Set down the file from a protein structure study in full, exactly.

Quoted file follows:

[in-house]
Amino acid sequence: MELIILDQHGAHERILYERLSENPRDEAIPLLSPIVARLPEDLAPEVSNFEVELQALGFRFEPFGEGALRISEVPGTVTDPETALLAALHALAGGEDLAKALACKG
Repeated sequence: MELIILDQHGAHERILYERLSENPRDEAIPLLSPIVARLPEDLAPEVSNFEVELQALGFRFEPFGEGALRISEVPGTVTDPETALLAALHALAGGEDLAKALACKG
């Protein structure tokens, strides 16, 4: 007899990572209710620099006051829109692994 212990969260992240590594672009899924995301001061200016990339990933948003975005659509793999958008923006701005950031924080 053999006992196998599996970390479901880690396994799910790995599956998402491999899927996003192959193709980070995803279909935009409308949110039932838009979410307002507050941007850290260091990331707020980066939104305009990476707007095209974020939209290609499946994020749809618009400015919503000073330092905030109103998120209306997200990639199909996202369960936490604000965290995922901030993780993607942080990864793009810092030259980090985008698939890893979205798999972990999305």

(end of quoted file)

[in-house]
Amino acid sequence: MELIILDQHGAHERILYERLSENPRDEAIPLLSPIVARLPEDLAPEVSNFEVELQALGFRFEPFGEGALRISEVPGTVTDPETALLAALHALAGGEDLAKALACKG
Repeated sequence: MELIILDQHGAHERILYERLSENPRDEAIPLLSPIVARLPEDLAPEVSNFEVELQALGFRFEPFGEGALRISEVPGTVTDPETALLAALHALAGGEDLAKALACKG
């Protein structure tokens, strides 16, 4: 007899990572209710620099006051829109692994 212990969260992240590594672009899924995301001061200016990339990933948003975005659509793999958008923006701005950031924080 053999006992196998599996970390479901880690396994799910790995599956998402491999899927996003192959193709980070995803279909935009409308949110039932838009979410307002507050941007850290260091990331707020980066939104305009990476707007095209974020939209290609499946994020749809618009400015919503000073330092905030109103998120209306997200990639199909996202369960936490604000965290995922901030993780993607942080990864793009810092030259980090985008698939890893979205798999972990999305």